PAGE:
[mf_h2 align=”left” transform=”uppercase”]Don’t Mess with Baby Pigs[/mf_h2]

Ms. Piggie and I got along OK, but she wasn’t particularly amenable to human contact. So I wanted to try to handle the piglets as much as possible from birth in hopes they would be easier to approach later. That was definitely not going to happen. The piglets would squeal bloody murder every time I came near their nest, and if I got too close Ms. Piggie would let out a roar. After she charged me a couple times I decided to keep my distance.

A couple months later I was walking through the herd when a few of the pigs started squabbling over food about 50 feet away. At that very moment I happened to be walking right by Ms. Piggie, who somehow inferred that I was the cause of her kids’ alarm. She turned and bit me on the leg, which felt how I imagine a one-ton vise would feel if someone clamped it down onto your calf. I sprang over the fence like an Olympic pole vaulter, and later, while sitting in the shade sullenly icing my bruised calf, I realized there are some valid reasons that pig farmers prefer to purchase weaned piglets minus their mothers.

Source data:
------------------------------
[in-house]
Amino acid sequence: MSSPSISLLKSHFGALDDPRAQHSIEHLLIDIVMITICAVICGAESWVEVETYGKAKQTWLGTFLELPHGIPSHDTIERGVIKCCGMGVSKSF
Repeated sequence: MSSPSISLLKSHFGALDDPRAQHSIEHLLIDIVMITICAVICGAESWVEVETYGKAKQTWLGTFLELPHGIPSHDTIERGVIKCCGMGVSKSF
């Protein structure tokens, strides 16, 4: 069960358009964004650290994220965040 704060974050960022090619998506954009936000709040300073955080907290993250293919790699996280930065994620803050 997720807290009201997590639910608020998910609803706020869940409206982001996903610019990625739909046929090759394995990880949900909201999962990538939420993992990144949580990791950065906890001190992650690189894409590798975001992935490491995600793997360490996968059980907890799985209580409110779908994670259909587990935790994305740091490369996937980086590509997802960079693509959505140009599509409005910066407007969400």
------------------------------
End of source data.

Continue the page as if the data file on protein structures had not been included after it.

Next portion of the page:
[mf_h2 align=”left” transform=”uppercase”]Pigs Will Eat Through Your Bank Account[/mf_h2]

My pigs ate lots of acorns, rooted in the earth for grubs and worms, hoovered up mulberries, persimmons and other wild fruits that fell to the forest floor, and slurped up the whey left over from my goat cheese endeavors. I brought home garbage cans full of day old bread from a local bakery, and struck up a deal with a nearby natural grocer to haul off all their discarded produce. I also fed them organic pig feed in order to fatten them up quicker, but also to make sure they were getting the proper balance of nutrients and minerals.